The practice carefully considers the cultural and economic context of each client and project. This philosophy extends to all 'cultures', including Indigenous clients and communities, youth and aged groups, and the corporate culture of particular organizations. The practice engages with artists where possible and develops opportunities for local employment on projects, with some very positive outcomes. The practice believes culturally appropriate design has positive repercussions beyond the provision of functional facilities and aims to affirm and enrich individual and community life through their work.

Michael Mossman

Michael Mossman is a Lecturer, PhD Candidate and Researcher at the Sydney School of Architecture, Design and Planning at the University of Sydney. He is a trained architect with over 15 years of professional practice engagement. His architectural design expertise relating to Aboriginal community-focused outcomes provides a basis for his unique perspectives to be applied to the designed environment.

Michael’s research 'Aboriginal narratives in the created environment through spaces of engagement', investigates the influential and enriching role Aboriginal narratives play in the architectural design process. The research explores perceptions of the designed environment through community-focused Aboriginal research frameworks when engaging and collaborating with broader non-Aboriginal contexts.

His previous position at the NSW Government Architect's Office focused on the inception, planning, design and delivery of architectural projects. Projects ranged from Indigenous specific community hubs to large scale projects such as new schools.

Callantha Brigham

Callantha Brigham is an architect with experience across architecture, urban design and project management. She has had a range of public sector roles at NSW Public Works, the Government Architect NSW and City of Parramatta Council.

Her current role involves managing a team to deliver large scale strategic projects and advocating for positive outcomes on complex projects delivered by others. Central interests are the realisation of high quality public projects, collaborative multidisciplinary processes, community engagement, and contributing towards areas of social injustice or inequity. Callantha has pursued these interests through a Byera Hadley Travelling Scholarship, a Graduate Certificate in Social Impact and an ongoing commitment to public projects.

She is a member of the Institute’s Reconciliation Committee, was a co-founder of the NSW Gender Equity Taskforce, editorial member and contributor to Architecture Bulletin (2011-2015), currently sits on NSW Chapter Council and has participated in award juries, AIA committees, guest crits and lectures at universities.

Andy and Deirdre Plummer

Andy and Dierdre Plummer are owners of the 113 hectare Lune de Sang estate in Federal in the Byron hinterland. Lune de Sang is located within the Big Scrub, which was once a subtropical lowland rainforest covering approximately 90,000 hectares. The area has been commercially exploited since the 1840’s by first, the timber and then the dairy industries. Now, only around 300 hectares of its original rainforest exists as isolated remnants.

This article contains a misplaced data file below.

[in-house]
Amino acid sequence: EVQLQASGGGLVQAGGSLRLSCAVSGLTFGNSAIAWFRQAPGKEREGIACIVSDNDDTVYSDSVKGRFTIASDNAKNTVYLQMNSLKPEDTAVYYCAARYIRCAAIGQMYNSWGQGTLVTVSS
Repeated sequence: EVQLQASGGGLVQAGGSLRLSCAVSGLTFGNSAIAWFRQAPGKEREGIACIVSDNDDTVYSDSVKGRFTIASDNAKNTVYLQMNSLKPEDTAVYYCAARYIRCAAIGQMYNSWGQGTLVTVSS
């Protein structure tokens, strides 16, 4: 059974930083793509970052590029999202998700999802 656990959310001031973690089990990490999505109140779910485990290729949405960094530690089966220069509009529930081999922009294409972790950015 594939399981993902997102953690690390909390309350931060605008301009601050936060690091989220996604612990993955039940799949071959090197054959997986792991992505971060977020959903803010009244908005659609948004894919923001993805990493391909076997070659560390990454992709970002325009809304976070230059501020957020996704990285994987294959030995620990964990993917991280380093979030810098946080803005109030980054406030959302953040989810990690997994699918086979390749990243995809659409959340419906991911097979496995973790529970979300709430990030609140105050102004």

Andy and Deirdre Plummer acquired the first of the Lune de Sang properties in 2007. Since then, a further 6 properties have been purchased. The plantation was started in 2008. It contains some 50 species of valuable and important trees which are endemic to the Big Scrub such as Red Cedar, White Booyong, Silver Ash, Teak, Rosewood and Quandong.

The Lune de Sang plantation is designed to be a long-term, sustainable operation that will function over many years. As mature trees are harvested, new trees are planted. Approximately 100,000 trees have been planted thus far and a further 40,000 trees will be planted over the next 3 years. Wood that has been harvested from these trees will eventually be used to make fine furniture, flooring and panelling. As well as the plantation itself, significant riparian rehabilitation and maintenance has been carried out on around 2.5 kilometres of stream frontage.

John Choi

John Choi is founding partner of CHROFI. Established in 2000, the practice is internationally recognised for its competition winning design of TKTS booth at the centre of Times Square in New York. CHROFI is the architect for Lune de Sang, a former dairy farm in Federal NSW which is now the centre of an ambitious project to regenerate subtropical rainforest. To date six structures have been designed and built on the site.

The design of the buildings is a result of a close collaborative relationship with the client and a collective understanding of the site, landscape and time. The rainforest timber’s unhurried growth has influenced the approach for inserting architecture in the site with all the buildings being designed to respond to the notion of a 300 year lifecycle. The structures are endowed with a sense of permanence. They have been conceived as ruins in the landscape; ancient concrete and stone structures that have been unearthed and retrofitted for comfortable habitation with crisp glass and steel details.

John is Adjunct Professor of Architecture at University of Sydney, member of Sydney Olympic Park Authority Design Review Panel and serves on the board of 4A Centre for Contemporary Asian Art.

Please note: formal CPD points for this event are yet to be confirmed

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Bangalow A&I Hall

Station Street

Bangalow, New South Wales 2479